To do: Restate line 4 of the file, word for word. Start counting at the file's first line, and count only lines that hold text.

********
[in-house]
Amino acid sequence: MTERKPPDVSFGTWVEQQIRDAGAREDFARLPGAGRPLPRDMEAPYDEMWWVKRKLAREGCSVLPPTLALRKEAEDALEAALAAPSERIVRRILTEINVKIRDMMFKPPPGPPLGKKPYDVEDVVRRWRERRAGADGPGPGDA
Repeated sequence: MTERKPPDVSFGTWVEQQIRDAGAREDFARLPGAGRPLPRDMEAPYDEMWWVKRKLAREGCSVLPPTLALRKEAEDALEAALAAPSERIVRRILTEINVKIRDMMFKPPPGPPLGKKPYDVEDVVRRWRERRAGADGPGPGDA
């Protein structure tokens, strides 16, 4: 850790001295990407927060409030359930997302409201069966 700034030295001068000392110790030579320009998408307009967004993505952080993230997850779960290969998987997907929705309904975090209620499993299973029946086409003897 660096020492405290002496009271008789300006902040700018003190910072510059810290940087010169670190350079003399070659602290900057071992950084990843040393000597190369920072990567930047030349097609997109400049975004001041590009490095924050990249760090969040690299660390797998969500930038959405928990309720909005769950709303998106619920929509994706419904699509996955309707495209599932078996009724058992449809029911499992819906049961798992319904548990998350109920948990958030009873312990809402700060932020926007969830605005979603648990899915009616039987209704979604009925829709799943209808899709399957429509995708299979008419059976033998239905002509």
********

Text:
């Protein structure tokens, strides 16, 4: 850790001295990407927060409030359930997302409201069966 700034030295001068000392110790030579320009998408307009967004993505952080993230997850779960290969998987997907929705309904975090209620499993299973029946086409003897 660096020492405290002496009271008789300006902040700018003190910072510059810290940087010169670190350079003399070659602290900057071992950084990843040393000597190369920072990567930047030349097609997109400049975004001041590009490095924050990249760090969040690299660390797998969500930038959405928990309720909005769950709303998106619920929509994706419904699509996955309707495209599932078996009724058992449809029911499992819906049961798992319904548990998350109920948990958030009873312990809402700060932020926007969830605005979603648990899915009616039987209704979604009925829709799943209808899709399957429509995708299979008419059976033998239905002509």